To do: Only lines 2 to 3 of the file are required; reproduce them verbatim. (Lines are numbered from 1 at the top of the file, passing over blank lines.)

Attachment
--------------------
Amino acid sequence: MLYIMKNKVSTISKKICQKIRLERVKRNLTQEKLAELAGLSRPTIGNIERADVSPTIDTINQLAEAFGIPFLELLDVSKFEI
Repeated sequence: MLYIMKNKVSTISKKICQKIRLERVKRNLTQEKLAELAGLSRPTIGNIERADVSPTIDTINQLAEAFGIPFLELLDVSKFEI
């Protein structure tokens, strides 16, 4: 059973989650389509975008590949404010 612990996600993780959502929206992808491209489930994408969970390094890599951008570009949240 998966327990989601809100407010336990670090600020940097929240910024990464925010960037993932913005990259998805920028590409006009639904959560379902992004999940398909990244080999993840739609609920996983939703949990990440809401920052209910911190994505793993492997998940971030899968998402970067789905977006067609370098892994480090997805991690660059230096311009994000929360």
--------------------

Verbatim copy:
Repeated sequence: MLYIMKNKVSTISKKICQKIRLERVKRNLTQEKLAELAGLSRPTIGNIERADVSPTIDTINQLAEAFGIPFLELLDVSKFEI
């Protein structure tokens, strides 16, 4: 059973989650389509975008590949404010 612990996600993780959502929206992808491209489930994408969970390094890599951008570009949240 998966327990989601809100407010336990670090600020940097929240910024990464925010960037993932913005990259998805920028590409006009639904959560379902992004999940398909990244080999993840739609609920996983939703949990990440809401920052209910911190994505793993492997998940971030899968998402970067789905977006067609370098892994480090997805991690660059230096311009994000929360």